Multisyllabic Word Reading in Grades 4 and 5: Accuracy, Errors, and Associated Child-Level Skills

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Authors
Heggie, Lindsay
Keyword
Reading , Multisyllabic Words , Morphological Awareness , Prosodic Awareness , Word Reading , Reading Development
Abstract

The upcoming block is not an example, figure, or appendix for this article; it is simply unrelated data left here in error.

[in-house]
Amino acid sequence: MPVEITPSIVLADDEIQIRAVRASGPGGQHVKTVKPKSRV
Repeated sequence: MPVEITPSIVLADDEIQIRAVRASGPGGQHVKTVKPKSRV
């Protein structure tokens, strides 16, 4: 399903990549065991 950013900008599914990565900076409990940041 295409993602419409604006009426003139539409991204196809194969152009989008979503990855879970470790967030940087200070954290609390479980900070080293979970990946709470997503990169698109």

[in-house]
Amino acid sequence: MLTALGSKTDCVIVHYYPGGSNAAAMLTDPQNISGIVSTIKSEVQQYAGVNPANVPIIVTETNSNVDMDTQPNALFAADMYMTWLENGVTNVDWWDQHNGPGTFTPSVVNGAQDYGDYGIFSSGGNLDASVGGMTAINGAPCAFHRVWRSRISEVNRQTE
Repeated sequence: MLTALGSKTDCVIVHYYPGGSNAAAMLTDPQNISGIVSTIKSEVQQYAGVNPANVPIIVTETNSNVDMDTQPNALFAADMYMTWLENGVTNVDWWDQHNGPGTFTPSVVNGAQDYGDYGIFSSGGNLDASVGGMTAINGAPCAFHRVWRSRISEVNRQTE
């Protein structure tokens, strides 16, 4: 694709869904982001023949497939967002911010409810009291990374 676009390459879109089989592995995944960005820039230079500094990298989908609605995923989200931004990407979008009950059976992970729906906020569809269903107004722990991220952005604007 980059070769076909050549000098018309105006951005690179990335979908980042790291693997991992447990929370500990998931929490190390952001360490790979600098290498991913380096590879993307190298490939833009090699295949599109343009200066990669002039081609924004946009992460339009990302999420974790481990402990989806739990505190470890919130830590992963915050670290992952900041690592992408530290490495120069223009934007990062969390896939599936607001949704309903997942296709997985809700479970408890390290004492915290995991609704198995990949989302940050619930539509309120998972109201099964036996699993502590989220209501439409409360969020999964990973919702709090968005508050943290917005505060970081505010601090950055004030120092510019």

The vast majority of English words are multisyllabic (Balota et al., 2007; Baayen, Piepenbrock, & Gulikers, 1995), constituting an increasingly large proportion of the words students encounter in print beginning as early as Grade 3 (Archer, Gleason, & Vachon, 2003; Nagy & Anderson, 1984; Zeno, Ivens, Millard, & Duvvuri, 1995). Students who continue to struggle with word reading through elementary and into secondary school often have a particular difficulty with longer words (Archer, Gleason, & Vachon, 2003; Moats, 1998). This multi-manuscript dissertation reports on two studies of multisyllabic word reading in typically achieving, English-speaking students in grades 4 and 5. The first study examined children’s multisyllabic word reading ability and the relative contributions of five variables of interest: phonological awareness, suprasegmental phonological awareness, morphological awareness, vocabulary, and naming speed. Regression analyses showed that the contribution of phonological awareness (at both the segmental and suprasegmental levels) was fully mediated by that of morphological awareness and that naming speed and morphological awareness predicted children’s multisyllabic word reading accuracy at this stage of reading development. The second study used error analysis to describe the types of errors students made when reading multisyllabic words. Error productions were examined according to reading ability, based on a six-point coding scheme developed to assess decoding and lexical stress errors; good readers made proportionally fewer errors, but were more likely to make errors involving shifts in lexical stress. Error productions were also described in terms of lexicalization (reading the item as a real but erroneous word) and stress regularization (stress shift to the first syllable, in accordance with the majority of English trisyllabic words). Both morphological awareness and vocabulary were positively related to the incidence of lexicalized errors, while both reading ability and suprasegmental phonological awareness were positively related to participants’ tendency to regularize the primary stress of multisyllabic words. Results of both studies are discussed in terms of contributions to theory, instruction, and future research in multisyllabic word reading.
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